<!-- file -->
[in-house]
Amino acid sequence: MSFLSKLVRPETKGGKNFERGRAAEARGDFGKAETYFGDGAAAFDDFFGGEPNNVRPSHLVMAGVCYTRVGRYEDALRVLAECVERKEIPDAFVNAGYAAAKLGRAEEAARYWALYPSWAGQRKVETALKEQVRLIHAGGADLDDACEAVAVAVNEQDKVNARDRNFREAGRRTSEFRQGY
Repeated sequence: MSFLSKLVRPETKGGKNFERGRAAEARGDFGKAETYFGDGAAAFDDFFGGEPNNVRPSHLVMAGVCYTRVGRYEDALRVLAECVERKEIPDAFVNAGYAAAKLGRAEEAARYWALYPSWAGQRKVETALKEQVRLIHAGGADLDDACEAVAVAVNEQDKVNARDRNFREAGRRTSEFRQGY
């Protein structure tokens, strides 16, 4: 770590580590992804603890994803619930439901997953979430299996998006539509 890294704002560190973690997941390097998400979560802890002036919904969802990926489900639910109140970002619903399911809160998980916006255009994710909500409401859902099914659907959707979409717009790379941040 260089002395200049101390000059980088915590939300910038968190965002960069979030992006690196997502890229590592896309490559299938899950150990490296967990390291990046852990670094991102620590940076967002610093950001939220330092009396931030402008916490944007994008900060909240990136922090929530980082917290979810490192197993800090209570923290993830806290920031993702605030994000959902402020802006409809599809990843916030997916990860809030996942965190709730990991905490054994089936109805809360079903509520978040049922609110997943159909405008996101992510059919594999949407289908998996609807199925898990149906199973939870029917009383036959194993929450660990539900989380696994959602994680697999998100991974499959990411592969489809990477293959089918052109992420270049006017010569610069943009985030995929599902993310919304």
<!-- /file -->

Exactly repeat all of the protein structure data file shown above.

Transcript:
[in-house]
Amino acid sequence: MSFLSKLVRPETKGGKNFERGRAAEARGDFGKAETYFGDGAAAFDDFFGGEPNNVRPSHLVMAGVCYTRVGRYEDALRVLAECVERKEIPDAFVNAGYAAAKLGRAEEAARYWALYPSWAGQRKVETALKEQVRLIHAGGADLDDACEAVAVAVNEQDKVNARDRNFREAGRRTSEFRQGY
Repeated sequence: MSFLSKLVRPETKGGKNFERGRAAEARGDFGKAETYFGDGAAAFDDFFGGEPNNVRPSHLVMAGVCYTRVGRYEDALRVLAECVERKEIPDAFVNAGYAAAKLGRAEEAARYWALYPSWAGQRKVETALKEQVRLIHAGGADLDDACEAVAVAVNEQDKVNARDRNFREAGRRTSEFRQGY
């Protein structure tokens, strides 16, 4: 770590580590992804603890994803619930439901997953979430299996998006539509 890294704002560190973690997941390097998400979560802890002036919904969802990926489900639910109140970002619903399911809160998980916006255009994710909500409401859902099914659907959707979409717009790379941040 260089002395200049101390000059980088915590939300910038968190965002960069979030992006690196997502890229590592896309490559299938899950150990490296967990390291990046852990670094991102620590940076967002610093950001939220330092009396931030402008916490944007994008900060909240990136922090929530980082917290979810490192197993800090209570923290993830806290920031993702605030994000959902402020802006409809599809990843916030997916990860809030996942965190709730990991905490054994089936109805809360079903509520978040049922609110997943159909405008996101992510059919594999949407289908998996609807199925898990149906199973939870029917009383036959194993929450660990539900989380696994959602994680697999998100991974499959990411592969489809990477293959089918052109992420270049006017010569610069943009985030995929599902993310919304």